Cherry v. Cherry

Decision Date13 May 2020
Docket NumberNo. CV-19-363,CV-19-363
Citation603 S.W.3d 585,2020 Ark. App. 294
Parties William B. CHERRY, Appellant/Cross-Appellee v. Rhonda Marlene CHERRY (Now Fulkroad), Appellee/Cross-Appellant
CourtArkansas Court of Appeals

Bell & Boyd, PLLC, Magnolia, by: Karen Talbot Gean, for appellant.

Crane, Phillips & Rainwater, PLLC, by: Steve R. Crain, for appellee.

RITA W. GRUBER, Chief Judge

The parties in this case, William Cherry and Rhonda Cherry (now Fulkroad), were divorced by a decree entered on February 3, 2016,1 after twenty-five years of marriage. William appeals from the divorce decree and a postdecree order, arguing that the circuit court erred in (1) calculating income for purposes of alimony; (2) awarding alimony as a substitute for division of nonmarital property; (3) holding him in contempt, calculating an arrearage, and imposing a fine for nonpayment of alimony; and (4) finding no change of circumstances to support a reduction or elimination of the alimony award. Rhonda cross-appeals, arguing that the circuit court erred in (1) finding that two annuities resulting from William's personal-injury settlement were not marital property, and (2) refusing to order William to obtain a life-insurance policy or maintain her as beneficiary on the annuities to secure payment of alimony after his death. We affirm.

I. Facts

William and Rhonda married in 1990 and have two children. William was a truck driver, and Rhonda stayed at home to care for their children. In addition, Rhonda took care of William's mom who suffered from Alzheimer's and lived with them for twelve years prior to her death. On March 20, 2006, William was driving his truck on the job when another truck broadsided him. The accident resulted in severe traumatic injuries, which left him permanently disabled and unable to work.

William filed a personal injury suit and reached a settlement in 2009, which is the main focus of the present appeal. The approximately four-million-dollar settlement consisted of three annuities. The first annuity is a Medicare set-aside annuity that pays William $11,602 annually to cover his medical expenses or reimburse Medicare. The annual lump-sum payments are guaranteed for thirty-two years with the last payment to be made in April 2041.

The other two annuities are almost identical. One pays William $2,903 monthly for life, guaranteed for thirty years, as well as lump-sum payments every five years—$25,000 in May 2013, $50,000 in May 2018, $50,000 in May 2023, $50,000 in May 2028, and $100,000 in May 2033. The other annuity pays William $2950 monthly for life, guaranteed for thirty years, with an identical lump-sum payment schedule. In addition to the annuity payments, William receives $826 in Social Security disability benefits each month.

Rhonda filed for divorce on December 23, 2014, requesting temporary and permanent alimony. William filed a counterclaim for divorce. At the temporary hearing, the court ordered temporary alimony of $1600 a month. Prior to the final hearing, the parties reached an agreement as to the majority of their marital property but asked the circuit court to determine the status of William's annuities and Rhonda's request for permanent alimony.

Following the hearing, the circuit court entered an order on February 3, 2016, granting Rhonda a divorce, finding that the annuities were not marital property, and ordering William to pay Rhonda permanent alimony of $2750 a month. William appealed from this order, and Rhonda cross-appealed. See footnote 1.

After dismissal, Rhonda filed a motion for contempt on June 22, 2018, stating in part that William had failed to pay the full amount of the court-ordered alimony and asking the court to order William to obtain a life-insurance policy to secure payment of the alimony award or to maintain her as a beneficiary on the annuities. William denied that he was in contempt claiming that he had been paying monthly alimony of $1800 based on the parties"agreement" and asked the court to reconsider the award of permanent alimony, or alternatively, to modify it based on a material change in circumstances.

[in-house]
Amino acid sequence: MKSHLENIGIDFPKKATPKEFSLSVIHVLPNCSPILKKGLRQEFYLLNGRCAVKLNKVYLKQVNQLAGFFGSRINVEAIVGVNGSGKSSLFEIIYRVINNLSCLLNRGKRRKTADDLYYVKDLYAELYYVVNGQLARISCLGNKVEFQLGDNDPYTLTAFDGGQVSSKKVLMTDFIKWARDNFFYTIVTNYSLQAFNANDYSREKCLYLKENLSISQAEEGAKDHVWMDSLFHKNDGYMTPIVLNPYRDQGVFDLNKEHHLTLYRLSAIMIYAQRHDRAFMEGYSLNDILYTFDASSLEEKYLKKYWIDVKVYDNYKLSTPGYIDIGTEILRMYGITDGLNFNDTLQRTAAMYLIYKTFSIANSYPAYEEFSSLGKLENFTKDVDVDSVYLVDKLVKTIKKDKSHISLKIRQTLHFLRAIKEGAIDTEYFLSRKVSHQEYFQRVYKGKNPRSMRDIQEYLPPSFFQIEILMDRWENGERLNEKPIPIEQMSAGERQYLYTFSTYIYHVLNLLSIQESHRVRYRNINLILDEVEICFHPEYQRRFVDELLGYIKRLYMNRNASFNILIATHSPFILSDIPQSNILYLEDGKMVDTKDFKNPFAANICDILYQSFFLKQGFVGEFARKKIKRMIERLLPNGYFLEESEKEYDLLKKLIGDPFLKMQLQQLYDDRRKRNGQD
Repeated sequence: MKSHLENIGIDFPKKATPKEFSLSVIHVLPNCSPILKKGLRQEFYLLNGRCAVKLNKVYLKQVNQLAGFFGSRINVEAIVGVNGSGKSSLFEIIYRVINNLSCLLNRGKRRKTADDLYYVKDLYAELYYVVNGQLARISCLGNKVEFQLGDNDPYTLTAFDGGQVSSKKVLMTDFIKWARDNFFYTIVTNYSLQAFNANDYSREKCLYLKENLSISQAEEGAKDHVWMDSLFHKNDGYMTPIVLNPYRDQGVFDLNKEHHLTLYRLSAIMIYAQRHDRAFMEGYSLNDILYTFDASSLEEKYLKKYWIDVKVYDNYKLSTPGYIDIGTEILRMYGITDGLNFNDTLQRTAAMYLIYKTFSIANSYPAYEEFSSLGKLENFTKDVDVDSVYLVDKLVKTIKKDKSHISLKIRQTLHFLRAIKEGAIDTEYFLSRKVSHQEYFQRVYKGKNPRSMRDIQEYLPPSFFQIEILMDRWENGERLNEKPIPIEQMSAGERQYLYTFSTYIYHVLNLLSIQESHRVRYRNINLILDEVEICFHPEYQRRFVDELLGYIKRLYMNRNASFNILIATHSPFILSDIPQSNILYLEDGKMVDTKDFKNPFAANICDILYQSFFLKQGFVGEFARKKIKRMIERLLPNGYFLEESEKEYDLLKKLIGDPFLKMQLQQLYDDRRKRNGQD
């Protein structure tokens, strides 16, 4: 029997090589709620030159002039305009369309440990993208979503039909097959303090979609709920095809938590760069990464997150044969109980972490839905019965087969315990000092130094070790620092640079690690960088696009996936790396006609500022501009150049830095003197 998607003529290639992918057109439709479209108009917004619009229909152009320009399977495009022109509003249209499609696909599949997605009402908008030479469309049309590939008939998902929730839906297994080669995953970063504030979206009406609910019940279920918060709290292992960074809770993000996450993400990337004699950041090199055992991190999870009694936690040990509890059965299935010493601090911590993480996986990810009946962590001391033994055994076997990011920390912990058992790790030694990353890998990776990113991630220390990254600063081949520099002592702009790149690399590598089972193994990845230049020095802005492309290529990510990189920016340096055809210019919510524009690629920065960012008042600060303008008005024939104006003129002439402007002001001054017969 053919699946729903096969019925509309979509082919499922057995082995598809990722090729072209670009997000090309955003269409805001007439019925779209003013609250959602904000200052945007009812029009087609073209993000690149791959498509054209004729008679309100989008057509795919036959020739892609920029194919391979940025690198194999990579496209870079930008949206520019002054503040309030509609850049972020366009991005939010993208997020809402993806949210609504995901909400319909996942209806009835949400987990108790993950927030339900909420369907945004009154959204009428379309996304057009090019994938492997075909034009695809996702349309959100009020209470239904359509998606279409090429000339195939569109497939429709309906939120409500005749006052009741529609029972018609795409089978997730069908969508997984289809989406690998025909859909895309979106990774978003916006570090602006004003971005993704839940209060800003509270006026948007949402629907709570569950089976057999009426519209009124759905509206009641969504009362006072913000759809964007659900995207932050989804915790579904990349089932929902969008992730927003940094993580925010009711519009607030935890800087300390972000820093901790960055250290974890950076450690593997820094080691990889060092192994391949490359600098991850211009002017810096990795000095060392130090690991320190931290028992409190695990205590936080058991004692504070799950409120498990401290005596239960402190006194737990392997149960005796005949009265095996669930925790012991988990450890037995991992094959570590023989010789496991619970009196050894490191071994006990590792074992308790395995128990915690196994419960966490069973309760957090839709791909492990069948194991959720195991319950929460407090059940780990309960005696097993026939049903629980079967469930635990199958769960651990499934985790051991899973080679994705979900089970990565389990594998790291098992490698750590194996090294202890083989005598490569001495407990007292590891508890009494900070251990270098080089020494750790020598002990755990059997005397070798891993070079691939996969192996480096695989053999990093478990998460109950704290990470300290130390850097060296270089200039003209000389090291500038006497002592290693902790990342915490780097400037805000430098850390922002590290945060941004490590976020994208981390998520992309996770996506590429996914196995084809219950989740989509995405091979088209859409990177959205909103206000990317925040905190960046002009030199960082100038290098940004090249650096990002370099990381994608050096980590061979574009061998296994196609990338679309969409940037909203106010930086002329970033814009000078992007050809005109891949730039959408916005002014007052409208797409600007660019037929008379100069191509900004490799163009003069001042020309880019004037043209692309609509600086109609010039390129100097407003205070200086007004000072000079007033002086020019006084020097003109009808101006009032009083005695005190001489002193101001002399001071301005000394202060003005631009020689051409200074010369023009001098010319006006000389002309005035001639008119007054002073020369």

In a December 31, 2018 order, the circuit court (1) dismissed William's counterclaim for divorce; (2) found William in contempt for failing to pay the court-ordered alimony, ordered him to pay $44,850 in arrears to be paid within thirty days, and if not paid within thirty days, ordered that he be fined $50 a day until the judgement is satisfied; (3) denied Rhonda's request that William be ordered to obtain life insurance or maintain her as the beneficiary on the annuities; (4) declined to amend the order of alimony on reconsideration; (5) and denied William's request for modification of alimony based on changed circumstances. William filed a timely notice of appeal, and Rhonda filed a timely notice of cross-appeal.

We first turn to Rhonda's cross-appeal because her first point may be dispositive of William's arguments pertaining to the award of alimony and her second point can be addressed independent of William's direct appeal.

II. Rhonda's Cross-Appeal
A. The Circuit Court Erred When It Ruled that the Income Annuities from the Personal-Injury Settlement Were Not Marital Property under Arkansas Code Annotated Section 9-12-315(b)(6)

Rhonda argues that the circuit court erred when it ruled that the income annuities from the personal injury settlement were not marital property under Arkansas Code Annotated section 9-12-315(b)(6) (Repl. 2015).

Divorce cases are reviewed de novo. Kelly v. Kelly , 2011 Ark. 259, at 5–6, 381 S.W.3d 817, 822–23. A circuit court's determination of whether certain property is marital property is a fact question that will not be reversed unless it is clearly erroneous. Hargrove v. Hargrove , 2015 Ark. App. 45, at 1–2, 453 S.W.3d 683, 684. A finding is clearly erroneous when, although there is evidence to support it, the reviewing court on the entire evidence is left with a distinct and firm conviction that a mistake has been committed. Id.